St. Martha and Tarasque
(painter unknown—circa 1895)
“Tarasque” was its name—a giant dragon that, according to legend, terrorized the region of Provence in southern France in the first century CE. The dragon was said to have six short legs, head like a lion, an enormous body covered with a tortoise-like shell, and a scaly tail with a scorpion-like sting. Tarasque was said to live in swamps and in the Rhone River and would devour alive any humans or beasts that came anywhere near, tearing them apart with massive teeth or belching fire that turned them to cinders. Many had tried to kill this beast, but all to no avail. Those who tried were never seen or heard from again.
Enter Martha of Bethany. Martha of Bethany in Provence, France? Perhaps. Legend has it that Martha and Mary and Lazarus, along with some others, had fled persecution in their homeland in a small boat that eventually landed on the southern shores of France.
Legend further claims that, in due course, Martha learned of the dreaded dragon and took it upon herself to seek it out. Taking with her only a crucifix and some holy water (the legends, of course, don’t worry about how Martha obtained these!), Martha confronted the dragon, and chanting hymns and psalms, she quietly sprinkled him with holy water and tamed this ferocious beast. She then tethered the dragon with her belt and led the now docile Tarasque into town. Overjoyed, the townspeople rushed upon Tarasque and butchered him to death, in spite of Martha’s pleas to let the tamed creature live. Later, perhaps expressing a bit of remorse for their hasty actions, the townspeople re-named their town Tarascon.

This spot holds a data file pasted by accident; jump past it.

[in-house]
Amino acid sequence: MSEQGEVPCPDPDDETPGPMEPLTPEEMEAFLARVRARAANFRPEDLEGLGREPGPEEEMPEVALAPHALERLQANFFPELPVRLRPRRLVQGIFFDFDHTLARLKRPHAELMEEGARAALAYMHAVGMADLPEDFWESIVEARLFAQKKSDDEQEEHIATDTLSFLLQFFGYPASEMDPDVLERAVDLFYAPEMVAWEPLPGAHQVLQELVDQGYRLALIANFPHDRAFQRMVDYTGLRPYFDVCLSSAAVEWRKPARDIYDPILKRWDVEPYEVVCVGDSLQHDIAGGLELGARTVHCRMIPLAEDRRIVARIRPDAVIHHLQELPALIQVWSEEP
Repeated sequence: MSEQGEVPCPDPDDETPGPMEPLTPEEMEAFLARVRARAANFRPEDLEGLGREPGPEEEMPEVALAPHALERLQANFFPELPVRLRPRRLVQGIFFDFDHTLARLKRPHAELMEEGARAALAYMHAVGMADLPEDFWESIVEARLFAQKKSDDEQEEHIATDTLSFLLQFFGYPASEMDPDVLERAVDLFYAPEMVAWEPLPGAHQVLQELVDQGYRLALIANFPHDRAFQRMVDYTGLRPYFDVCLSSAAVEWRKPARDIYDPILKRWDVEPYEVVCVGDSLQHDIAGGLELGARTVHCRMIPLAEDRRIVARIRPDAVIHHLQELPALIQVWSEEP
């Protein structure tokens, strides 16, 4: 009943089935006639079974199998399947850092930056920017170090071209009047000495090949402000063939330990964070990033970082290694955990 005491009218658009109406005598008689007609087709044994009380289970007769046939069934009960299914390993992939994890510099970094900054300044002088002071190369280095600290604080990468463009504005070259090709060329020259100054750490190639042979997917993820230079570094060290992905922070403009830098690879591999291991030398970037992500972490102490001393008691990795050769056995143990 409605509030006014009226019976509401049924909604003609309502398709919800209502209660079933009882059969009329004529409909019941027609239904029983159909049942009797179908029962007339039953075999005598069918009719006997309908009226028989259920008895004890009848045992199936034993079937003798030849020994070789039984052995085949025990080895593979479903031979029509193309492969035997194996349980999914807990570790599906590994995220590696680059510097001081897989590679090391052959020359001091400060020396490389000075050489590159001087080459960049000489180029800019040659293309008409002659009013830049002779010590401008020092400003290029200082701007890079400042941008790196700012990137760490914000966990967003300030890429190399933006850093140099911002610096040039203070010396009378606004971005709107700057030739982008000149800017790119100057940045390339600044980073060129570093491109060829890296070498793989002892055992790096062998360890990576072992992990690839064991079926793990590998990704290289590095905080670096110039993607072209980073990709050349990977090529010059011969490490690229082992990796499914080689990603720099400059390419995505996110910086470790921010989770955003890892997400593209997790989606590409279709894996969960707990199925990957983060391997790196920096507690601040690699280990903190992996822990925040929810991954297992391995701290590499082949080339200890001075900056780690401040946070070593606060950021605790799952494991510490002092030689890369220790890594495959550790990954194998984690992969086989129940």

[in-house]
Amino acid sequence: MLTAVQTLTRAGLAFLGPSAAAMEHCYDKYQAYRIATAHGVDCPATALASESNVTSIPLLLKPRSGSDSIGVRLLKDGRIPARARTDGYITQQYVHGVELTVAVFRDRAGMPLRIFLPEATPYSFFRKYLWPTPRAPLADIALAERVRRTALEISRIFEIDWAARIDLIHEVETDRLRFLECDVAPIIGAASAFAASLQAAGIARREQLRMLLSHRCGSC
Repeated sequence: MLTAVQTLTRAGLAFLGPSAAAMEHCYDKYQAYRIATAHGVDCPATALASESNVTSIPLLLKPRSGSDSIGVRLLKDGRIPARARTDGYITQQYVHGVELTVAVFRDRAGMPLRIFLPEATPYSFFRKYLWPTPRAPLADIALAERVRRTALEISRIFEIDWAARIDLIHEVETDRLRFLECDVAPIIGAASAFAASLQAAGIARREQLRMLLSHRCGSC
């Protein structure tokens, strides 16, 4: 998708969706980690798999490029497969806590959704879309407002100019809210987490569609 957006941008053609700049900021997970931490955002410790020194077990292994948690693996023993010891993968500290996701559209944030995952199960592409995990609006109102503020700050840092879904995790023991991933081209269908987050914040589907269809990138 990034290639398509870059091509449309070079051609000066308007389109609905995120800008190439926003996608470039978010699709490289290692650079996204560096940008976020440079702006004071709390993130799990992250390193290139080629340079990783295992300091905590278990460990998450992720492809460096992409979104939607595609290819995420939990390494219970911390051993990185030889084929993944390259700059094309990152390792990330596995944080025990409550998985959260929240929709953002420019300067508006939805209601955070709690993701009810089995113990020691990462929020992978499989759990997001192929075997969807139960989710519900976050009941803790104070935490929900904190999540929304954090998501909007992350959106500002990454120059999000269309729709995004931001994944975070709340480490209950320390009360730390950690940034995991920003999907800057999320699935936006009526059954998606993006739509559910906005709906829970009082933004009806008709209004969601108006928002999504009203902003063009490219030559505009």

So interesting to me that Martha, the one whom Jesus gently reprimanded (“Martha, Martha!”) for her undue busy-ness at her home in Bethany, is depicted in this legend quite differently. Here she is a woman who accomplishes her task, not through frenzied action, but rather through a quiet, almost meditative stance. Martha doesn’t carry a sword. Martha doesn’t rush upon Tarasque in a burst of energy reminiscent of her time cooking for Jesus and washing up the dishes. Instead, Martha simply holds up the cross, quietly sprinkles her holy water over the dragon, and softly chants some hymns and psalms. It seems that Martha had taken Jesus’ chiding very much to heart. Seems that she had learned from Jesus the power of quiet, the power of trust, the power of strength beyond her strength.
Dragons. They still roam through our world. Not in the shape of the legendary Tarasque, to be sure, but real nonetheless. Dragons of violence and hatred. Dragons of ignorance and poverty. Dragons of unchecked power and prejudice. They lurk, as well, in the darker corners of our personal lives. Smirk through our illnesses and our worries. Breathe fire through our depressions and our fears. We want to be rid of them, and we often muster all of our resources to tackle them and destroy them before they destroy us.
Before we confront these dragons, however, perhaps we would be wise to remember what Martha learned in her encounter with Jesus. Remember increasingly to let our actions grow out of time spent in Quiet. Time spent in listening to the cadences of hymns and psalms. Time spent in meditation and prayer. Time spent in sprinkling our souls with the holy waters of trust and confidence in the One who taught in Bethany that quiet listening and quiet trust are often what is needed most. Indeed that quiet listening and quiet trust are, and always will be, more powerful than fretful, anxious activity that strikes out on its own and often ends only in wretched self-pity or defeat.
Martha, Martha. Tamer of dragons. Thank you!